According to Alan Davidson, in The Oxford Companion to Food, gazpacho originally derived from the Arabs in
Spain (8th to 13th century), and contains the essential ingredients: bread, garlic, olive oil, vinegar, salt, and water. The Andalusian
gazpacho we eat today contains, in addition, tomaotes, peppers, and cucumber. Gazpachos can be eaten either hot or cold, and
range in consistency from very liquid to the consistency of salsa.
We started eating gazpacho in 1974 when we lived briefly in Boulder, Colorado. My passion for spicy, peppery food
was just beginning. In June, 1987, I came across this particular gazpacho recipe in the NY Times,, and it has become
our favorite. It's a great dish to use the abundant vegetables in July and August in central Illinois.
According to Mr. Davidson, the garlic should remain the dominant flavor; the bread provides thickness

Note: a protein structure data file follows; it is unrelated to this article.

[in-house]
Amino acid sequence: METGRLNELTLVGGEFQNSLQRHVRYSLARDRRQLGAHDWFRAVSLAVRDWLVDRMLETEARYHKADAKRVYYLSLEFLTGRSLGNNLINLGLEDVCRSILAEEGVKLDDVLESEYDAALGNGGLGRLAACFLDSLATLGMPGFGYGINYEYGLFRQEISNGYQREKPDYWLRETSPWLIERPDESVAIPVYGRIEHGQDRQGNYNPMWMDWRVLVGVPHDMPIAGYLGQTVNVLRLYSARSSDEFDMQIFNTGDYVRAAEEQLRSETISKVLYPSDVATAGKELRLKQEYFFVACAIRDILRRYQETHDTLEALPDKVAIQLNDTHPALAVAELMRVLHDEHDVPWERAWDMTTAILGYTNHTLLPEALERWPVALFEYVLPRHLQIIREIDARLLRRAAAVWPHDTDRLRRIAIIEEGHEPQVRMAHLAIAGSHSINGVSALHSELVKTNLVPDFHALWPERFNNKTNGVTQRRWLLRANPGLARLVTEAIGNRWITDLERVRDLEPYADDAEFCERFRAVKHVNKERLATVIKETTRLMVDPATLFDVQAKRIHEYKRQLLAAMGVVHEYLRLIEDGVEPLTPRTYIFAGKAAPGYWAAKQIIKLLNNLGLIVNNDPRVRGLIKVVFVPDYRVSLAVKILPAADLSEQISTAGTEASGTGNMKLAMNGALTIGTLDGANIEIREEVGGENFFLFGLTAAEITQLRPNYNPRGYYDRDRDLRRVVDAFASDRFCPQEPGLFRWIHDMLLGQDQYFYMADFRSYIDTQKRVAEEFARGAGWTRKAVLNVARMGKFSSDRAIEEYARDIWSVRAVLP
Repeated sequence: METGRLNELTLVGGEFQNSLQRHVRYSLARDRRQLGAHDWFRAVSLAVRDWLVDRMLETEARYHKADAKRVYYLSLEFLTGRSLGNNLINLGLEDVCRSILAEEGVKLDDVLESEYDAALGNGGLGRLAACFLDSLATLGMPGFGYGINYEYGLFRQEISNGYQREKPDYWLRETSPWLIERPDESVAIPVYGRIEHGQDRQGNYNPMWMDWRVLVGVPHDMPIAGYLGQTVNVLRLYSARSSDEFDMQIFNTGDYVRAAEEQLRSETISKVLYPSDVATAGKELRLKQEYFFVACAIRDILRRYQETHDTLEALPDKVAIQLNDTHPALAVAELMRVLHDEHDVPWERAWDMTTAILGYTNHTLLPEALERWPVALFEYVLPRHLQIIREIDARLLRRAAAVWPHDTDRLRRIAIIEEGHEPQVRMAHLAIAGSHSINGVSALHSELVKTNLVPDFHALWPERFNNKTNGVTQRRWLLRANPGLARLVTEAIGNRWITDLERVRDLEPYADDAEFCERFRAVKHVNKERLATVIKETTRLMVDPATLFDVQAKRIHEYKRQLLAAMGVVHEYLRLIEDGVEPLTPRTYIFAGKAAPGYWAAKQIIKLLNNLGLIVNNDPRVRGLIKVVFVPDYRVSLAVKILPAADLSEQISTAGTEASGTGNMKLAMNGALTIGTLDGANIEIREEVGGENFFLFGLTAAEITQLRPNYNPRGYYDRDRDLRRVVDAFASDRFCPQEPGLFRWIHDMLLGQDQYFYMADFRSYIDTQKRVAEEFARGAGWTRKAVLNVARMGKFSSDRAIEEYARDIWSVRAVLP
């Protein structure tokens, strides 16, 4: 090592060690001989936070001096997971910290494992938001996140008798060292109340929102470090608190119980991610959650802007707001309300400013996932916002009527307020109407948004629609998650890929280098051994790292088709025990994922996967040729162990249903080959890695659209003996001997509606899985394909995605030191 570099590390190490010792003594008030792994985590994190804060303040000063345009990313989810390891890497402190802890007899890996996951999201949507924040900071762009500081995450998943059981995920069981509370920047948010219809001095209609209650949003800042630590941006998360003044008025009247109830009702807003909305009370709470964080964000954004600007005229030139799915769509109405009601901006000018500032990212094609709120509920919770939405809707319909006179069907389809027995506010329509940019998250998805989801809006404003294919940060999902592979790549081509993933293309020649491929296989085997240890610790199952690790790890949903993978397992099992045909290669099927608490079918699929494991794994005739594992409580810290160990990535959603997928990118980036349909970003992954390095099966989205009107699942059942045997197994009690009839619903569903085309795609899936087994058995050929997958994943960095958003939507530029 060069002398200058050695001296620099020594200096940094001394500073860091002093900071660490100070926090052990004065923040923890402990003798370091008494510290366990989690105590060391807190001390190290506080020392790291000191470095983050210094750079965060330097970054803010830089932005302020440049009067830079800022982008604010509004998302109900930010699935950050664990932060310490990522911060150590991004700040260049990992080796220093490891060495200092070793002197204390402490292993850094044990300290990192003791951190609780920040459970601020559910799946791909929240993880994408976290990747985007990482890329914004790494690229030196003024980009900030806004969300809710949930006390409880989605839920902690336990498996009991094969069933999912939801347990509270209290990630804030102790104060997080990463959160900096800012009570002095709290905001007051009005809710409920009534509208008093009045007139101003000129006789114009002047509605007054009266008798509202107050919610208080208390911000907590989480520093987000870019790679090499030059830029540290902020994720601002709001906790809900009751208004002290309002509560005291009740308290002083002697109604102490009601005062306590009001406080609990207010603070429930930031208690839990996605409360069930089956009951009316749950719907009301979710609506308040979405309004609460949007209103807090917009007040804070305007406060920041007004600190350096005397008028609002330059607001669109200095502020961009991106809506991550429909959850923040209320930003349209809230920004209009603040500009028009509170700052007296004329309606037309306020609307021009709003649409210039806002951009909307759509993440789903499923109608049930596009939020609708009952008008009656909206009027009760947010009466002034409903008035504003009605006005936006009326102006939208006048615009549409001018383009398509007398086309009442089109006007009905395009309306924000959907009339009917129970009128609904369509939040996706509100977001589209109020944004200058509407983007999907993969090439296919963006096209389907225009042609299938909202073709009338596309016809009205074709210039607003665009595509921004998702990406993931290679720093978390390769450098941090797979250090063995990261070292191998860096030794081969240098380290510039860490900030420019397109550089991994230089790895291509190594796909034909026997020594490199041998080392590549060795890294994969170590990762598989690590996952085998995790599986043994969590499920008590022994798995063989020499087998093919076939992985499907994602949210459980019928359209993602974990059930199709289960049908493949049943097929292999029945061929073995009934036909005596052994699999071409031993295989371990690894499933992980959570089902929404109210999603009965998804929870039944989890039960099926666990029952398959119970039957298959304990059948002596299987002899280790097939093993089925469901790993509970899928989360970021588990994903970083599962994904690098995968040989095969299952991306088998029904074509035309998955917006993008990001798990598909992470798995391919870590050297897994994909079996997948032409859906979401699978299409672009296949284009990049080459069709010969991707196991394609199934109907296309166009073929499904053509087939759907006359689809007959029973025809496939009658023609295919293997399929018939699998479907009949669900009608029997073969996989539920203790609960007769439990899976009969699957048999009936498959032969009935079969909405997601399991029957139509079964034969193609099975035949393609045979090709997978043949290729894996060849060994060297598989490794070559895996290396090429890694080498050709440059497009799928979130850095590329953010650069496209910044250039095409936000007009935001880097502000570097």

and heartiness, and the vinegar is to provide refreshment, according to the Roman custom.
I usually prepare several bottles of gazpacho to keep in the refrigerator during hot weather. You can add hot sauce
or other hot pepper, if desired.
Yield: 6-8 servings
- 2 medium cucumbers, peeled
- 5 medium tomatoes, peeled
- 1 large onion, peeled
- 1 medium green pepper, seeded and cut in pieces
- 2 tsp. garlic
- 4 cups crumbled French or Italian bread, trimmed of crust (make croutons from the crust)
- 4 cups water
- 1/4 cup red wine vinegar
- 4 tsp. salt
- 4 T. olive oil
- 1 T. tomato paste
- additional olive oil and garlic for croutons
Combine vegetables in Cuisinart, in batches; chop finely.
To the vegetables, add and pureé bread, vinegar, salt, tomato paste, and oil.
Put pureed material into
a storage container. Add the water to the Cuisinart bowl to dissolve the
remaining pureé. Add this aqueous material to the storage container.
Refrigerate for several hours. Sauté croutons in olive oil and garlic.
Serve this very cold, with or without the croutons.